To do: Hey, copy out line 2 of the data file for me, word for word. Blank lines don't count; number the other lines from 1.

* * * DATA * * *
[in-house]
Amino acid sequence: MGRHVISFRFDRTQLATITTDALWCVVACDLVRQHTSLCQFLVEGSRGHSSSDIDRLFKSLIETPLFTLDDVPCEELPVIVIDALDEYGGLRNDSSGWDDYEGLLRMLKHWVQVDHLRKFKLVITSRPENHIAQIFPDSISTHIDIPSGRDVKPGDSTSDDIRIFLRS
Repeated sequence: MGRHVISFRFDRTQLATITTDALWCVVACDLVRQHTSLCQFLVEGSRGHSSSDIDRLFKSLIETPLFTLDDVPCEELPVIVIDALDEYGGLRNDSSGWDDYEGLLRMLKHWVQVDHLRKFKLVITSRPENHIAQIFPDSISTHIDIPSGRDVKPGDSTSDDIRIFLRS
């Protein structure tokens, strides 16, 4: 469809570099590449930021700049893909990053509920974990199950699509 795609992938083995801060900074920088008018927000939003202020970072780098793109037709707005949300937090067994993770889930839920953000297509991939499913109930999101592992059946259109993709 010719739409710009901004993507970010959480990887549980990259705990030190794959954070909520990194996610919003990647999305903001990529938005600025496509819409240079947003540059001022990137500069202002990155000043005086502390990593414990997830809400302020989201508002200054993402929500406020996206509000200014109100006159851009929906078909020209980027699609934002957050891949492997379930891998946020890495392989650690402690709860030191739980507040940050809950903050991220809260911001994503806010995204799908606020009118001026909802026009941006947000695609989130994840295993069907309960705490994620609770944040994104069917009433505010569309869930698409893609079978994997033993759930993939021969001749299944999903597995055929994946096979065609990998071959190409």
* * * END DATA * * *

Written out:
Amino acid sequence: MGRHVISFRFDRTQLATITTDALWCVVACDLVRQHTSLCQFLVEGSRGHSSSDIDRLFKSLIETPLFTLDDVPCEELPVIVIDALDEYGGLRNDSSGWDDYEGLLRMLKHWVQVDHLRKFKLVITSRPENHIAQIFPDSISTHIDIPSGRDVKPGDSTSDDIRIFLRS